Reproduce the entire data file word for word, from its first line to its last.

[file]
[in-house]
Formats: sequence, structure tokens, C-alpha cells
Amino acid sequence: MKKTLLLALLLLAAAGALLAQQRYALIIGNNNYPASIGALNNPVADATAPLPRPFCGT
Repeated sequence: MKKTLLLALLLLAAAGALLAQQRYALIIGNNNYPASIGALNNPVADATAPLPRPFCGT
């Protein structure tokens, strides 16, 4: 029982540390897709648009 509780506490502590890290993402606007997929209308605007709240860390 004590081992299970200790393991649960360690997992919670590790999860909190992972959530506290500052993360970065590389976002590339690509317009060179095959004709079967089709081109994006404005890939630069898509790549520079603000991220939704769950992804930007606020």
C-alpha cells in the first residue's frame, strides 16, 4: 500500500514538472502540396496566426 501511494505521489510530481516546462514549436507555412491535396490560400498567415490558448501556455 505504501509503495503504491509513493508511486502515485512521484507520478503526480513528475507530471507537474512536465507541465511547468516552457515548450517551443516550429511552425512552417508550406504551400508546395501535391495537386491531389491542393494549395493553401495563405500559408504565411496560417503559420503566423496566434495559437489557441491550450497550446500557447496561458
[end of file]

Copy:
[in-house]
Formats: sequence, structure tokens, C-alpha cells
Amino acid sequence: MKKTLLLALLLLAAAGALLAQQRYALIIGNNNYPASIGALNNPVADATAPLPRPFCGT
Repeated sequence: MKKTLLLALLLLAAAGALLAQQRYALIIGNNNYPASIGALNNPVADATAPLPRPFCGT
């Protein structure tokens, strides 16, 4: 029982540390897709648009 509780506490502590890290993402606007997929209308605007709240860390 004590081992299970200790393991649960360690997992919670590790999860909190992972959530506290500052993360970065590389976002590339690509317009060179095959004709079967089709081109994006404005890939630069898509790549520079603000991220939704769950992804930007606020």
C-alpha cells in the first residue's frame, strides 16, 4: 500500500514538472502540396496566426 501511494505521489510530481516546462514549436507555412491535396490560400498567415490558448501556455 505504501509503495503504491509513493508511486502515485512521484507520478503526480513528475507530471507537474512536465507541465511547468516552457515548450517551443516550429511552425512552417508550406504551400508546395501535391495537386491531389491542393494549395493553401495563405500559408504565411496560417503559420503566423496566434495559437489557441491550450497550446500557447496561458